Doug Moe Rumors
Moe is home in San Antonio and talking about how tough it is not to work. He and “Big Jane,” his wife, are embarking on a cruise this month. Then he’ll find time to come to Denver for a few days and watch the Nuggets. He can’t remember how or why he started calling people “stiffs.” It’s his trademark. “I call everybody a stiff,” Moe said. “I’m one, too.”
Moe was a genius with numbers and it helped him as a coach. He could be given two lines of five digits each verbally and multiply the two lines in his head. When he got his break to coach the Nuggets, it came at the expense of Walsh. The ties weren’t set aside easily. “Donnie was a friend of mine,” Moe said. “We had talked about the possibility of something happening so it wasn’t a shock. It was hard.”
Bill Hanzlik, who played for the Nuggets from 1982-90, puts his old coach in a category all his own. Hanzlik became a pet target of Moe’s motivational skills that at times were heard throughout McNichols Sports Arena from the end of the Nuggets bench. Moe could be unconventional in his game strategy too. On one occasion against the Los Angeles Lakers, Moe had the 6-foot-7 Hanzlik guarding 7-4 Kareem Abdul-Jabbar. “Doug wasn’t from a different part of the universe; he was from a different galaxy that no one else has touched,” Hanzlik said. “He played the game with simplicity, but he could motivate the heck out of his players.”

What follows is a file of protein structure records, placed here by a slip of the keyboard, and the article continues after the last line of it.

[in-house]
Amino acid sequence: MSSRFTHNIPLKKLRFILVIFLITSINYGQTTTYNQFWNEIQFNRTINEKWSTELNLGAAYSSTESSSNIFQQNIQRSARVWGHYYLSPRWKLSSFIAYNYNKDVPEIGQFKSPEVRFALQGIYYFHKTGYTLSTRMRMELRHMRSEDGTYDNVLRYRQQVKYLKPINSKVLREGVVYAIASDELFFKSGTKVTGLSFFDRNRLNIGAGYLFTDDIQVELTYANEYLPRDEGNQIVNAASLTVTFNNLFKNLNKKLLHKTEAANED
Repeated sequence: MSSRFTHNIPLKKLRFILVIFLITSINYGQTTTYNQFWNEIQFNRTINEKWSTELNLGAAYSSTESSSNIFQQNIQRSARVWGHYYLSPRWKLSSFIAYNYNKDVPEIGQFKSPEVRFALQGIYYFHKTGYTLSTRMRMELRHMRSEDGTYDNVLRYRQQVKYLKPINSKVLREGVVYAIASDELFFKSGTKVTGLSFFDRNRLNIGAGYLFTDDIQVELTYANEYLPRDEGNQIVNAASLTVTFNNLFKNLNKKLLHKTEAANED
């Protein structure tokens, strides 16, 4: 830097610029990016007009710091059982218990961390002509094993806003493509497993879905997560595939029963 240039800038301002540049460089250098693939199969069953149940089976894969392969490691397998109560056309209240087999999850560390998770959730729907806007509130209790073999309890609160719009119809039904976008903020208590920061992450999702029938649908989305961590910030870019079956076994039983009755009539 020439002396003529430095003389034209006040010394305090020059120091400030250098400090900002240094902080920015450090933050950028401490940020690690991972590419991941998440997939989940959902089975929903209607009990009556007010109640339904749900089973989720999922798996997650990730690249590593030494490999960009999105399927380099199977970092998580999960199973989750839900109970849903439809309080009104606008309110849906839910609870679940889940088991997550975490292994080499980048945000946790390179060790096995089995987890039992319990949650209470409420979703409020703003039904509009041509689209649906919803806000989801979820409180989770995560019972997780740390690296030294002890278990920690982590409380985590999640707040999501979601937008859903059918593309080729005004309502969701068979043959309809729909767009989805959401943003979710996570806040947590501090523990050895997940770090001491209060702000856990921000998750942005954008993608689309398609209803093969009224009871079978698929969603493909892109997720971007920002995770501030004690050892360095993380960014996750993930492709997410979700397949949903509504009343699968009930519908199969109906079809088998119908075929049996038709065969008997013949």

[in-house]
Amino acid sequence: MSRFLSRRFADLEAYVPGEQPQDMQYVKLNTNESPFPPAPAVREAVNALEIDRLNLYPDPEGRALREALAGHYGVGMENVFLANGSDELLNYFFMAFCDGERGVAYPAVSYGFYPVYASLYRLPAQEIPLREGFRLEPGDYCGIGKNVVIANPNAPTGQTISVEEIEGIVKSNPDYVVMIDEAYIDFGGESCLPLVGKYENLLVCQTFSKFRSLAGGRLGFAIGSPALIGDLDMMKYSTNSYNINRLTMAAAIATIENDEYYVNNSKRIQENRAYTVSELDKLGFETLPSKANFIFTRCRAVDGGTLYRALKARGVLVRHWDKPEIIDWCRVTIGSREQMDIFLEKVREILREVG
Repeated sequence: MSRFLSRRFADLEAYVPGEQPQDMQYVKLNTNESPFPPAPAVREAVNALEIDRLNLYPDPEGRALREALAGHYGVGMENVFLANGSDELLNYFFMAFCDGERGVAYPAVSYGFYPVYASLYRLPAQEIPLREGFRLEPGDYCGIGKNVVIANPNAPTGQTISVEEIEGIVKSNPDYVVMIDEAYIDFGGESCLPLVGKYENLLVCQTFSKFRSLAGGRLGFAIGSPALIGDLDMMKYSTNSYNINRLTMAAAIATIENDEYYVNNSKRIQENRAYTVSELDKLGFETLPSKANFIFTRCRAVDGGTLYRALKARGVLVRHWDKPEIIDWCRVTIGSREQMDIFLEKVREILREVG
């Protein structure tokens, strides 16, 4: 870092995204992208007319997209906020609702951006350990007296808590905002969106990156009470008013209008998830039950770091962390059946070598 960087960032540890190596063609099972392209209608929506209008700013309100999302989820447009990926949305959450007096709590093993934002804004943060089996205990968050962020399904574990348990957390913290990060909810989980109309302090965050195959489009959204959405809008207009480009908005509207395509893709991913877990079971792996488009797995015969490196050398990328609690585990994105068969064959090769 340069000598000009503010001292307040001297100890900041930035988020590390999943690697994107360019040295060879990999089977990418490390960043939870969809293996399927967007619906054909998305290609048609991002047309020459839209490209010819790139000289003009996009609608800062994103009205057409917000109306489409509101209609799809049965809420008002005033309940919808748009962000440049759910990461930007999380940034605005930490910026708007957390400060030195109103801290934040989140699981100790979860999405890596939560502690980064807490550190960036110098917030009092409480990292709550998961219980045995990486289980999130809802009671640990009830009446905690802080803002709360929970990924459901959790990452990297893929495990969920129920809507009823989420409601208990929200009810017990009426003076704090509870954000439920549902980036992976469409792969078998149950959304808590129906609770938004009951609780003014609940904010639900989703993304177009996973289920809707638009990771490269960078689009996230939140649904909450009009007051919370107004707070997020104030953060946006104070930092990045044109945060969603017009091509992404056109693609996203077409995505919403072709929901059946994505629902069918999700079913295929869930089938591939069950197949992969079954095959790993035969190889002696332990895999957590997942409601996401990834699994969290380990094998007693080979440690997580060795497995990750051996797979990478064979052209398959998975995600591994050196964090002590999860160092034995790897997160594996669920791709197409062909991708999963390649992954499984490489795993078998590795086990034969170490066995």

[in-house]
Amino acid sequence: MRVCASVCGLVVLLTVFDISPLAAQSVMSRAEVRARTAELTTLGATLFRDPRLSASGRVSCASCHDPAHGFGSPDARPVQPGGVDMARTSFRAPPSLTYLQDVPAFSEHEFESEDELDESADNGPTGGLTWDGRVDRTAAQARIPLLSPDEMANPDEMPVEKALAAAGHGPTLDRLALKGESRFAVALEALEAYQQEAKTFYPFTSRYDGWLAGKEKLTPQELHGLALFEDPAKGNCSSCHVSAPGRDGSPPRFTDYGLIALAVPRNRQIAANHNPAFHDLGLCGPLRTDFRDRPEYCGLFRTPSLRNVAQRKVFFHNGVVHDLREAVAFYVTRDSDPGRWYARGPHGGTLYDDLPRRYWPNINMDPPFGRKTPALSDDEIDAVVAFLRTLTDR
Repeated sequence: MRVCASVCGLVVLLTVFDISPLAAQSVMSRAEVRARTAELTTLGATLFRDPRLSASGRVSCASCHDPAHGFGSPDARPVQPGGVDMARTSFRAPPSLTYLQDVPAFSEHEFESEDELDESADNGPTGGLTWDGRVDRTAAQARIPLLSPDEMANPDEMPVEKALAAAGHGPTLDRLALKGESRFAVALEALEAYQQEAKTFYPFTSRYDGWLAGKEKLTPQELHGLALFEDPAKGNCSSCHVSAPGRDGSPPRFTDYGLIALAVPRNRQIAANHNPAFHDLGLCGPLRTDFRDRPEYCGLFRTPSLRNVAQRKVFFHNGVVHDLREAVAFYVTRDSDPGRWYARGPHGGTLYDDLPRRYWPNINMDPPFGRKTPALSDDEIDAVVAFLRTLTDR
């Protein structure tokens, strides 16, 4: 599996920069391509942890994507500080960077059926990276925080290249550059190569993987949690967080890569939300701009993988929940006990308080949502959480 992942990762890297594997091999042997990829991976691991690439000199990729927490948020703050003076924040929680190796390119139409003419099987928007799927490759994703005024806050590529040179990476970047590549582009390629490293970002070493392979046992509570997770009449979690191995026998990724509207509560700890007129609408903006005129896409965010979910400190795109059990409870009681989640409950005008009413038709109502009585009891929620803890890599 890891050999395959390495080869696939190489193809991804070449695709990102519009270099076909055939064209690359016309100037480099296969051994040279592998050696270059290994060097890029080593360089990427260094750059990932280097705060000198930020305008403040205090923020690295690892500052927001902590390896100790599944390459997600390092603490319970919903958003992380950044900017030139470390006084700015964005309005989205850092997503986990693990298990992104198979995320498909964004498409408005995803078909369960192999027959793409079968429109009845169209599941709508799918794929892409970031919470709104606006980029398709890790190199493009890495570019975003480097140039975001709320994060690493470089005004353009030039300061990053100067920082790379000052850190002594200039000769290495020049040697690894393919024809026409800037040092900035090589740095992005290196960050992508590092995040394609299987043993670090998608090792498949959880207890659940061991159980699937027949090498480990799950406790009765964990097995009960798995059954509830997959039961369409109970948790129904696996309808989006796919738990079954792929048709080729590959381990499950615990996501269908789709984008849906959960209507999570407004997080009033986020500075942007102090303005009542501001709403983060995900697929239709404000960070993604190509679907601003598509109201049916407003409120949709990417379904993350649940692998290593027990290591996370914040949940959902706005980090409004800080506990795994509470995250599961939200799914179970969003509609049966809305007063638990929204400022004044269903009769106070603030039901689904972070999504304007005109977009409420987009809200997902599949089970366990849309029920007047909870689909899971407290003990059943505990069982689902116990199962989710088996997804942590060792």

The Heat have performed well in these situations under coach Erik Spoelstra. According to Elias, Miami is 5-0 in playoff-series opening games at home under Spoelstra, and only four other head coaches in NBA history were 5-0 or better in series-opening home games: Doug Moe (8-0), Mike Dunleavy (6-0), Fred Schaus (5-0) and Bill Russell (5-0).